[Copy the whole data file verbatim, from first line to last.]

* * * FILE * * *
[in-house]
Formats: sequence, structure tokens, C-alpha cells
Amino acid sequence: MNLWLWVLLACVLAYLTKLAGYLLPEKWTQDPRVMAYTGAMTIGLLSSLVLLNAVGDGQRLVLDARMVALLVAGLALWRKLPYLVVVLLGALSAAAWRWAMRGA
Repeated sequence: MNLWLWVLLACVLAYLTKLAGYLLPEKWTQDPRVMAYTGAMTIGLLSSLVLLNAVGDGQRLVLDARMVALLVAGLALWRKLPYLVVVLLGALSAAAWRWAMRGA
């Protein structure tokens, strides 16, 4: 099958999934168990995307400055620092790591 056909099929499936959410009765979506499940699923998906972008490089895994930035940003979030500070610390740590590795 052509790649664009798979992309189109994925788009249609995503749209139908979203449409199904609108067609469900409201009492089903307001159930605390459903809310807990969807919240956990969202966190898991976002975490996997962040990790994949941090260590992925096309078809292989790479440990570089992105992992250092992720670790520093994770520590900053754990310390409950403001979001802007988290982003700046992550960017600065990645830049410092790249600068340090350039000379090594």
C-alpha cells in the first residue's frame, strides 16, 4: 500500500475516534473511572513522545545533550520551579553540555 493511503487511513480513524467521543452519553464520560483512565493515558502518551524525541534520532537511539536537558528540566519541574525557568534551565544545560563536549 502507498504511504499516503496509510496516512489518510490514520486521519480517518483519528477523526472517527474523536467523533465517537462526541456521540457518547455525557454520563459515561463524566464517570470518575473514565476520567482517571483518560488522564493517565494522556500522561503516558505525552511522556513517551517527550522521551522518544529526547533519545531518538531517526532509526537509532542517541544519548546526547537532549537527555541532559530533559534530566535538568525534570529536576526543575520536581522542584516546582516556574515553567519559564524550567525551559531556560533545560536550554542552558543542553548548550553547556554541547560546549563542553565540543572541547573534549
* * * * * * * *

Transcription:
[in-house]
Formats: sequence, structure tokens, C-alpha cells
Amino acid sequence: MNLWLWVLLACVLAYLTKLAGYLLPEKWTQDPRVMAYTGAMTIGLLSSLVLLNAVGDGQRLVLDARMVALLVAGLALWRKLPYLVVVLLGALSAAAWRWAMRGA
Repeated sequence: MNLWLWVLLACVLAYLTKLAGYLLPEKWTQDPRVMAYTGAMTIGLLSSLVLLNAVGDGQRLVLDARMVALLVAGLALWRKLPYLVVVLLGALSAAAWRWAMRGA
């Protein structure tokens, strides 16, 4: 099958999934168990995307400055620092790591 056909099929499936959410009765979506499940699923998906972008490089895994930035940003979030500070610390740590590795 052509790649664009798979992309189109994925788009249609995503749209139908979203449409199904609108067609469900409201009492089903307001159930605390459903809310807990969807919240956990969202966190898991976002975490996997962040990790994949941090260590992925096309078809292989790479440990570089992105992992250092992720670790520093994770520590900053754990310390409950403001979001802007988290982003700046992550960017600065990645830049410092790249600068340090350039000379090594």
C-alpha cells in the first residue's frame, strides 16, 4: 500500500475516534473511572513522545545533550520551579553540555 493511503487511513480513524467521543452519553464520560483512565493515558502518551524525541534520532537511539536537558528540566519541574525557568534551565544545560563536549 502507498504511504499516503496509510496516512489518510490514520486521519480517518483519528477523526472517527474523536467523533465517537462526541456521540457518547455525557454520563459515561463524566464517570470518575473514565476520567482517571483518560488522564493517565494522556500522561503516558505525552511522556513517551517527550522521551522518544529526547533519545531518538531517526532509526537509532542517541544519548546526547537532549537527555541532559530533559534530566535538568525534570529536576526543575520536581522542584516546582516556574515553567519559564524550567525551559531556560533545560536550554542552558543542553548548550553547556554541547560546549563542553565540543572541547573534549